Fortunately, the tom-foolery peters out as Hughes begins to talk about things he really knows and cares about (from about the 1920s onward) and the final 200 pages or so are full of insight, analysis and really interesting and amusing anecdotes. His accounts of the Bodyline and D'Oliviera affairs are simply excellent, for example, and he draws brilliant portraits of some of the greats of the game.

Overall, a very good book and well worth reading for anyone interested in cricket - just be prepared to negotiate a wayward opening spell.
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VINE VOICEon 10 August 2009
Personally I don't, think you can give even a potted history of English cricket in around 300 pages but Simon Hughes has had a jolly good go with And God Created Cricket. As the bye line says it's an irreverent history but still it's can awful lot to cram in awful lot of awful cricket in fact.
And if we accept that God did create cricket ( Richard Dawkins won't like it but there you go ) what would he make of his/her ( lets not gender assume here ) creation ? Well Hughes is optimistic about the game itself so we can assume that our deity would share that optimism about the game that has lasted over 400 years and is "incredibly resilient " and will last for some considerable time ...or at least until global warming lays waste to every cricket pitch . But English cricket ....well that's something different entirely . As I write England are sliding to an ignominious defeat in the 4th Ashes test at Headingley and its hard to disagree with Simon Hughes who concludes that the exclusive deal with Sky brokered by those complete chumps at the E.C.B. is "In danger of administering the last rites to the English game ". God created cricket then he created Rupert Murdoch ( or maybe that was the devil ?) to kill it off in the country that brought it to the world.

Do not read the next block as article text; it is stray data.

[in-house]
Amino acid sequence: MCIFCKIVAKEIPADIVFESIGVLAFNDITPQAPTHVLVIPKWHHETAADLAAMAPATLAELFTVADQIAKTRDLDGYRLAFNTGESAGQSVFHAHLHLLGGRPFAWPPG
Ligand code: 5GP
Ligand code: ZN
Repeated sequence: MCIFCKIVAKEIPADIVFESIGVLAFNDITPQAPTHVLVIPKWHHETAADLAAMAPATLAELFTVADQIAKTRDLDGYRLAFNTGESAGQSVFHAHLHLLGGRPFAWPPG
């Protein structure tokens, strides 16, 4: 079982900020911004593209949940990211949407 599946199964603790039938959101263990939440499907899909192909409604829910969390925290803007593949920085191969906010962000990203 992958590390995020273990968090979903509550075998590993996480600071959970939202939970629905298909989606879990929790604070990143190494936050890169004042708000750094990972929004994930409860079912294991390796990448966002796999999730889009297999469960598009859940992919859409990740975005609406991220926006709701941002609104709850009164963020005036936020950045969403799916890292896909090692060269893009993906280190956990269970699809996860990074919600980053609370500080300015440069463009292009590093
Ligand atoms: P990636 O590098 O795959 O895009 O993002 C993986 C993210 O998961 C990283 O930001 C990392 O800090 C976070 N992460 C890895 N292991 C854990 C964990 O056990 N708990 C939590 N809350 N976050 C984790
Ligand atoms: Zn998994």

Hughes is pretty scathing ( though not enough in my opinion ) about the governing body of English cricket in this country and indeed about the I.C.C. and quite right too .The E.C. B . are in a league of their own , (indeed it should stand for extremely crappy bureaucrats ) for ineptitude but the I.C.C ( incompetent crappy bureaucrats ?) run them close. As Hughes constantly points out you cannot run the English cricket team autonomously and effectively if you have 18 other vested interests ( the counties ) working against all that is best for the team. As long as this system prevails , and it seems it always will , English cricket will operate with one hand tied behind it's back and it's pads on backwards.